It appears from the record that White had completed his day's work and was on his way out of the construction site when the accident occurred. Entering and leaving the job site must be said to be normal and inherently essential conditions of a contract of this nature since, obviously, the contract could not be executed by Economy if its workmen were not permitted to enter or leave the job site. White was clearly in the performance of an act contemplated by the subcontract at the time of the mishap.

The cases cited by Economy in support of this position are distinguishable on their facts from the case at bar. See e.g., LiPetri v. Turner Construction Co., 36 Ill.2d 597, 224 N.E.2d 841, where the court on review held that the denial of a claim for indemnity was proper, where the injury occurred in connection with work done under a special contract apart from and not under the contract containing the indemnity clause; (Ford Motor Co. v. Commissary, Inc., 286 F. Supp. 229), where indemnity was denied because the indemnitee, in another portion of the contract containing the indemnity clause, expressly assumed the duty of maintaining the instrumentality which was the ultimate cause of the injury, and which assumption of duty, when read with other portions of the contract, negated the theory that the indemnitor was to indemnify the indemnitee for the later's own negligence. In the instant case, on the contrary, White was in the performance of an act which was within the contemplation of the subcontract, and consequently the hold harmless agreement must be given effect.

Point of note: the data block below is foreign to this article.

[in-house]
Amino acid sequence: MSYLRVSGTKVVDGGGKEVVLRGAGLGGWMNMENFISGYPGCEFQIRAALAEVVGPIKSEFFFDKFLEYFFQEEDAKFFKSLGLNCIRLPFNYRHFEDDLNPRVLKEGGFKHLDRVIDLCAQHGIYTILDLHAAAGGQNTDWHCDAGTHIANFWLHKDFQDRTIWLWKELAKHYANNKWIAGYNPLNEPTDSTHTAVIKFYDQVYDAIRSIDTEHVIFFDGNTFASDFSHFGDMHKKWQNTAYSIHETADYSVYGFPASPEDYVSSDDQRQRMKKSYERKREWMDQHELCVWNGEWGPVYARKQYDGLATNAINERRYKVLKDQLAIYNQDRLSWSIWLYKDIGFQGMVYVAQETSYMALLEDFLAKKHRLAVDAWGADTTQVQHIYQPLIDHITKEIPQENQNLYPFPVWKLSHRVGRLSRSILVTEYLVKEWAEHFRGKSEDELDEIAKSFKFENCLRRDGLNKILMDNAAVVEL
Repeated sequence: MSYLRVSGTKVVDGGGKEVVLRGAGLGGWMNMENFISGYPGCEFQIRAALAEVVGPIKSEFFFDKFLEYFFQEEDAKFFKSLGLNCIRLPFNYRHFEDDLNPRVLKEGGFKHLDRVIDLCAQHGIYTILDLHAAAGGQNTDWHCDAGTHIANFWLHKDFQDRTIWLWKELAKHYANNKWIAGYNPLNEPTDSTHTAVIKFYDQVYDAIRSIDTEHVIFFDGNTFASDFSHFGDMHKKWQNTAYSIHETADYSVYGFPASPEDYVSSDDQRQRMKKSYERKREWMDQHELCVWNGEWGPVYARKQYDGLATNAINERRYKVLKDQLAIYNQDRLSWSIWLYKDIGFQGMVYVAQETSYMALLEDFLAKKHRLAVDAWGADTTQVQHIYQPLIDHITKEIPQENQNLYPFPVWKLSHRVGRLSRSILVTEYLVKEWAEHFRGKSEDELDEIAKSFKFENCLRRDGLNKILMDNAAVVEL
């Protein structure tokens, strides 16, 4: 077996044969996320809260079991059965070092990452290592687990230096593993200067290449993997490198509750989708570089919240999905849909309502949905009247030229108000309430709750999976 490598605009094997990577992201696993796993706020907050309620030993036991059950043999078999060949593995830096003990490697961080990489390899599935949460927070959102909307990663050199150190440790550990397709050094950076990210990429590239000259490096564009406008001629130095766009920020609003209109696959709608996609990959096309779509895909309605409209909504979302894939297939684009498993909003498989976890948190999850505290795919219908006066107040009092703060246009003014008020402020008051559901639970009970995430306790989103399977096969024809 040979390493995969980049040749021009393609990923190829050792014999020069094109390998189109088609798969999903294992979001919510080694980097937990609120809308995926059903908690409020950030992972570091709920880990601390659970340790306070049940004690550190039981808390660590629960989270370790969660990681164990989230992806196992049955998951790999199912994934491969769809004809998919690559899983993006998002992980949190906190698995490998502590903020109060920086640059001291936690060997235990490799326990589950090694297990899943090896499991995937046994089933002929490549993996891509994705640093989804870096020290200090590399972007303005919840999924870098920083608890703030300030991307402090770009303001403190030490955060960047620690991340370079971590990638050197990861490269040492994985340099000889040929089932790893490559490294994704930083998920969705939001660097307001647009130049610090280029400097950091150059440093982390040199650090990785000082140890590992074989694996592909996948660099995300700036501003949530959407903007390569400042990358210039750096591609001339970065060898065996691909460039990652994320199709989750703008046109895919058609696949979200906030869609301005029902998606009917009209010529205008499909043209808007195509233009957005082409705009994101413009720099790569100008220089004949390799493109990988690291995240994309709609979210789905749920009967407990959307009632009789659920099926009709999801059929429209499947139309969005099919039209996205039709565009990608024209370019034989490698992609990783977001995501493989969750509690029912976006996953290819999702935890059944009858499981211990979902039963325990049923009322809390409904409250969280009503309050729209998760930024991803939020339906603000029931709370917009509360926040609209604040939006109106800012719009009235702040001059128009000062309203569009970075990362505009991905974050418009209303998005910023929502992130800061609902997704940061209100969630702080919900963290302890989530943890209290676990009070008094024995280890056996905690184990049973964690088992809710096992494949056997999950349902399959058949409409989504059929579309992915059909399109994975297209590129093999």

Economy's citation to the recently enacted legislation voiding all hold harmless clauses which provide for indemnification for indemnitees for the consequences of their own negligence, as being contrary to public policy, is unavailing. The legislation specifically states that it has prospective effect only, whereas the instant subcontract was entered into prior thereto, but prior to the enactment of that legislation hold harmless clauses providing for indemnificaion of indemnitees against their own negligence were specifically upheld by the courts of this State. Cf. DeTienne v. S.N. Nielsen Co., 45 Ill. App.2d 231, 195 N.E.2d 240. See also Ill. Rev. Stat. 1971, chap. 29, pars. 61-63.

For these reasons the judgment order is affirmed.

Judgment order affirmed.

GOLDBERG, P.J., and LYONS, J., concur.

19720717

© 2002 VersusLaw Inc.